refinance

Pros and cons of cash-out refinance

Highlights
  • Cash-out refinance can lower borrowing costs, improve cash flow.
  • Tax benefits of cash-out refinance make it attractive way to borrow.
  • Fees and various risks are among drawbacks of borrowing option.

The go-go era of using a house as an ATM is over. But if you are a homeowner with some equity, a cash-out refinance could be a good option to pay for a home project or get rid of high-interest debt.

A cash-out refinance -- where the borrower takes out a new mortgage with a larger principal than the old mortgage and gets cash on the balance -- was a ubiquitous practice before the housing crash that left many homeowners with underwater mortgages. But when used responsibly in a low mortgage-rate environment, a cash-out refinance provides benefits that other types of loans do not.

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When deciding whether or not to pull money out of your home, it's critical to distinguish between "wants" and "needs," says Mary Ellen McCarthy, a registered investment adviser with Responsible Investing of Brookline, Mass.

"Otherwise, we end up treating our home like a cash machine," says McCarthy. "And we've all seen the danger of that."

Pros of cash-out refinance

There are several benefits of a cash-out refinance, including:
  • Improved cash flow and reserves. Using a cash-out refinance to pay off high-interest revolving debts can put you in a better cash flow position. Although you will still carry the debt, you will only have to make one payment each month -- instead of several -- at a much lower interest rate.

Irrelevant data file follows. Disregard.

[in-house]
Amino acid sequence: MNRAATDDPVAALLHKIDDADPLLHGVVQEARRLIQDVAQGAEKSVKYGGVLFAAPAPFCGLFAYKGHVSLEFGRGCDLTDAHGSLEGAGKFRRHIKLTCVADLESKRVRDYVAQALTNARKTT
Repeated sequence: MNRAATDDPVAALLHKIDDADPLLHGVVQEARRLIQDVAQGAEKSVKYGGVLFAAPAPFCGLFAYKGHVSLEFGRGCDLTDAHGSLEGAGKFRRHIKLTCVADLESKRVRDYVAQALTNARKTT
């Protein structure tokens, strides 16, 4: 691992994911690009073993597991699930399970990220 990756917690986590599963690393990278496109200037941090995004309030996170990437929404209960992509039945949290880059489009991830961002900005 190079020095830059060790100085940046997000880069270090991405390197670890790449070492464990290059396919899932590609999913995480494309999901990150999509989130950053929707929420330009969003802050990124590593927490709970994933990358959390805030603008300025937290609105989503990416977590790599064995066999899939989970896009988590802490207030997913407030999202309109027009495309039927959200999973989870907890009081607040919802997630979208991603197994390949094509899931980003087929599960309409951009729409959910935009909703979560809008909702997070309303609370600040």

Using the cash-out to squirrel away emergency funds is also becoming a popular option, says Michael Moskowitz, president of Equity Now, a New York-based mortgage lender.

    "People are using cash-out to put the money in the bank just in case they lose their jobs," he says.
  • Better interest rates, improved credit score. Interest rates are typically lower in a cash-out refinance than on a home equity loan and other loans such as home improvement loans or business startup loans.

    "You'll also improve credit scores by paying off or (paying) down maxed out credit cards," says David Kuiper, a certified mortgage planning specialist with First Place Bank of Holland, Mich.

    While cash-out refinancing can buy you breathing room from under 18 percent interest rates or provide funds to fix a leaky roof, it shouldn't be used for play money, McCarthy says.
  • Tax benefits. There are significant tax benefits when you roll your high-interest debt into a mortgage payment: All of the mortgage interest is tax-deductible.

Cons of cash-out refinance

Despite these advantages, there are also some downsides to a cash-out refinance. They include:
  • Fees. Expect to pay hundreds or even thousands of dollars in closing costs. These costs may be minimal if you have a high credit score and high equity on the house.

    In contrast, borrowers with bad credit and low equity may get slapped with extra closing fees. If you borrow more than 80 percent of the value of the home, you may be required to take out costly mortgage insurance.
  • Longer time to pay off a mortgage. You may not want to use cash out financing if you're close to paying off your mortgage -- refinancing will set the payment clock back another 15 or 30 years depending on the mortgage terms.
  • Risk of going underwater. Avoid the trap of becoming a serial refinancer. You could end up in an underwater mortgage if you take out too much equity and real estate values drop further.

People may be tempted to refinance multiple times over the years to pay for expenses such as home improvements or repairs. But McCarthy urges caution.

"Think you're justified putting in a $50,000 kitchen because you think it will increase the home value by $100,000? Well, that's a speculative investment and is an argument people often use to justify to buy what they want as opposed to what they need," says McCarthy.

Read more about refinance.

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